This distinctive form of communication disappears near the end of an infant's first month of life, the researchers say. Macaque youngsters become highly mobile by that time and begin to forge peer relationships.
Ferrari hypothesizes that macaque and human babies share an inborn capacity to communicate using emotional displays and gestures, to share experiences with others and to understand adults' behaviors as having a purpose.
"We can trace back to macaques the evolutionary foundation of some behaviors present in the early stages of mother-infant relations that are crucial for social learning," Ferrari says.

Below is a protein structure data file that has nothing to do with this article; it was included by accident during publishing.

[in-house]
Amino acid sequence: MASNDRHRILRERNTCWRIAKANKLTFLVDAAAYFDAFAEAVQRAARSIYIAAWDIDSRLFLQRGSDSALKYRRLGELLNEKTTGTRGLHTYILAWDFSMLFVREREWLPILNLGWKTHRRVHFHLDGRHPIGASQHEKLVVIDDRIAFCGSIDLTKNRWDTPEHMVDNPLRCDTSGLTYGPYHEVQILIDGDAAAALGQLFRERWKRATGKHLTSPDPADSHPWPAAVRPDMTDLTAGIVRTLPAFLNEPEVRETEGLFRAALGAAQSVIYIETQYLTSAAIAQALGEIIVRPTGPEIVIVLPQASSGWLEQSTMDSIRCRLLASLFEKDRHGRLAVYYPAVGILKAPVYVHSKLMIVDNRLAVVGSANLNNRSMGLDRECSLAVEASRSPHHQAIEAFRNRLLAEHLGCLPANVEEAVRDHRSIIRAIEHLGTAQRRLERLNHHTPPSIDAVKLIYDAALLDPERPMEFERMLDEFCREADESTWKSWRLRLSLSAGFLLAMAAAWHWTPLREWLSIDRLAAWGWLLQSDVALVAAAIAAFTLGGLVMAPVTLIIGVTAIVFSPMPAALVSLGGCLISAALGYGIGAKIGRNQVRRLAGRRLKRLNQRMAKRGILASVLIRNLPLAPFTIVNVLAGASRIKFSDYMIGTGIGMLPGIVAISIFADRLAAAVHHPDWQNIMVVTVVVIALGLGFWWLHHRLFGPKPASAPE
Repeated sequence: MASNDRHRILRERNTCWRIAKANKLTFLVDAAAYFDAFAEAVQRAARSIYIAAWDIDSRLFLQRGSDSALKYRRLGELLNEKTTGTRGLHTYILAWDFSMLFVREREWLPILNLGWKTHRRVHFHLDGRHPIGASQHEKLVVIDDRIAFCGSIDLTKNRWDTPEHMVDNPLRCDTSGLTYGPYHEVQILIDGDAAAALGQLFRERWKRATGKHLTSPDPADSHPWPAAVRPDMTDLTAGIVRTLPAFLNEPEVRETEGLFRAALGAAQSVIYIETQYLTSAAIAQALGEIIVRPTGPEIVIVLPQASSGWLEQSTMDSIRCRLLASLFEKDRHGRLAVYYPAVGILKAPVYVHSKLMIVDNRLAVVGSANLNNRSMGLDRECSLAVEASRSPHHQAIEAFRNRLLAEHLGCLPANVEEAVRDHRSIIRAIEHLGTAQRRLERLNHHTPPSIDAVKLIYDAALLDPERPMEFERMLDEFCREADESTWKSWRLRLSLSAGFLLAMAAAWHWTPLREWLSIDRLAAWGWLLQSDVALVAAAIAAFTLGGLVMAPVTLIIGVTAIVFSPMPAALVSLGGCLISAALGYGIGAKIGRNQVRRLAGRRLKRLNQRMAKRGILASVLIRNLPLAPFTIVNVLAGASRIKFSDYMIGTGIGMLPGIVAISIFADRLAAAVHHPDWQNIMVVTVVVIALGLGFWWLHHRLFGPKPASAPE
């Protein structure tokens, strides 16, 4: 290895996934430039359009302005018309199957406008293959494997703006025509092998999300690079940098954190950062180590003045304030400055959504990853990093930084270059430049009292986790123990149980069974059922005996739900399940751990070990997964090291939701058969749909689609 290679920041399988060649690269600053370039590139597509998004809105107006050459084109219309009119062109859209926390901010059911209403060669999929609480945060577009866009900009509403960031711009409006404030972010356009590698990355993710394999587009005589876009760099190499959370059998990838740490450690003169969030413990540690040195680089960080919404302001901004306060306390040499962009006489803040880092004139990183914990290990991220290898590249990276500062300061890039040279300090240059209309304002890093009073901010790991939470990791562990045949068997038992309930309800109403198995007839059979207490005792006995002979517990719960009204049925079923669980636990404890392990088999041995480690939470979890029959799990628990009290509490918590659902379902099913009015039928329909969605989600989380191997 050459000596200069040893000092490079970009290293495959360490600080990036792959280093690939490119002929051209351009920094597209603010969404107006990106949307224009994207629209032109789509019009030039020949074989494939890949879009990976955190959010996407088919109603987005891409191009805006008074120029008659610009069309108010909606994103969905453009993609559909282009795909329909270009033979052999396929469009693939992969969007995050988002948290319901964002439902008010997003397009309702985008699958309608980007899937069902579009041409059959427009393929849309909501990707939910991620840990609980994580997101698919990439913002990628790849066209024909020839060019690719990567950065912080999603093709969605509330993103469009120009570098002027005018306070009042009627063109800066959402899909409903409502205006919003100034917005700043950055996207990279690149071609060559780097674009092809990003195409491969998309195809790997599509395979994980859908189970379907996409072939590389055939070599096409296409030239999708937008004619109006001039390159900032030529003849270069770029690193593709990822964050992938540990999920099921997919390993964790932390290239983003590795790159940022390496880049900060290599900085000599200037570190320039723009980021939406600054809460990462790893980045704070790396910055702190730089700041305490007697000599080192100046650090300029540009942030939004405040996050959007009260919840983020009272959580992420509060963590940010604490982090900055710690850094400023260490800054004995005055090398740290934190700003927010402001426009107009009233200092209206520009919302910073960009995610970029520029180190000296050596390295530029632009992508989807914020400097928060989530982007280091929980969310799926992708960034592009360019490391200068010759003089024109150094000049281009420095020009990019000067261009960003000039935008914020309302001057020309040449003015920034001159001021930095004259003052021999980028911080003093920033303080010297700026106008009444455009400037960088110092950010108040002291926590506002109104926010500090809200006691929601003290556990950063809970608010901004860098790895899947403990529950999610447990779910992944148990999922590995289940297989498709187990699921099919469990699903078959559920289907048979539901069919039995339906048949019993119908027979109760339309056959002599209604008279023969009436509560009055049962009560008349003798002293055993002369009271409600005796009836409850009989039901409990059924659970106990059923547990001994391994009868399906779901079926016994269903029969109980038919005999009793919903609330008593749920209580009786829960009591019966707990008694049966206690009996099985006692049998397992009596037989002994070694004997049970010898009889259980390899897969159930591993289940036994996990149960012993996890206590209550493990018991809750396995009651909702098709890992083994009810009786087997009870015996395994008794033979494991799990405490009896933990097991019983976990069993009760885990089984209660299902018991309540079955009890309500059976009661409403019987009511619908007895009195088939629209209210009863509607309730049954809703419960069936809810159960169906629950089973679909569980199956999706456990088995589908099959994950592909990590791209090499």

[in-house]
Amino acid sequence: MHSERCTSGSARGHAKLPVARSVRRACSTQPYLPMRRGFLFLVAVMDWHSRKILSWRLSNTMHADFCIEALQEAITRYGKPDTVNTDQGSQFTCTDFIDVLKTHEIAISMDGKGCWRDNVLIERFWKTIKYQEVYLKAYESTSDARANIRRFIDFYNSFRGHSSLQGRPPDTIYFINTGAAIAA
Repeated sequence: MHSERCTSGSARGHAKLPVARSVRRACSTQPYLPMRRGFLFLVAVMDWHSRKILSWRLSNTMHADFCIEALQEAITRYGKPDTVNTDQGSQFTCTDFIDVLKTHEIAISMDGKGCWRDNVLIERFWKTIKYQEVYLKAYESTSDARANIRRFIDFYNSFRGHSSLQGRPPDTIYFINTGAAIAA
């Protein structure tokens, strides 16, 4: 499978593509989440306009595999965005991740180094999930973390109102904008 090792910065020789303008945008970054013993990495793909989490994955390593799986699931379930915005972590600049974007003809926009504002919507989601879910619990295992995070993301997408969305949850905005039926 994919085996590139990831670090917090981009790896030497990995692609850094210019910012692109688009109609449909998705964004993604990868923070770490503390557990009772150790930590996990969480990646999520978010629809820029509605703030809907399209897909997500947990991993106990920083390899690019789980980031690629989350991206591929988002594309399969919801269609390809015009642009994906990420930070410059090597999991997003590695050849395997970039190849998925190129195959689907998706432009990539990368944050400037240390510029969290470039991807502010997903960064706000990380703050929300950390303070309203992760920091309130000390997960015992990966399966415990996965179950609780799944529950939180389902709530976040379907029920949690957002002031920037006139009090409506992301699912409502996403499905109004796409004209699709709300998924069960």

His team studied 14 pairs of macaque mothers and infants in a primate facility for the first two months of infants' lives. Daily, 15-minute observations occurred during infants' first 23 days of life, followed by observations at one and two months of age.
Scientists already knew that macaque mothers and infants smack their lips and look into each other's eyes, remarks psychologist Dario Maestripieri of the University of Chicago. But Ferrari's study is the first to record the frequency and context of such behaviors, offering clues to why they occur, he says.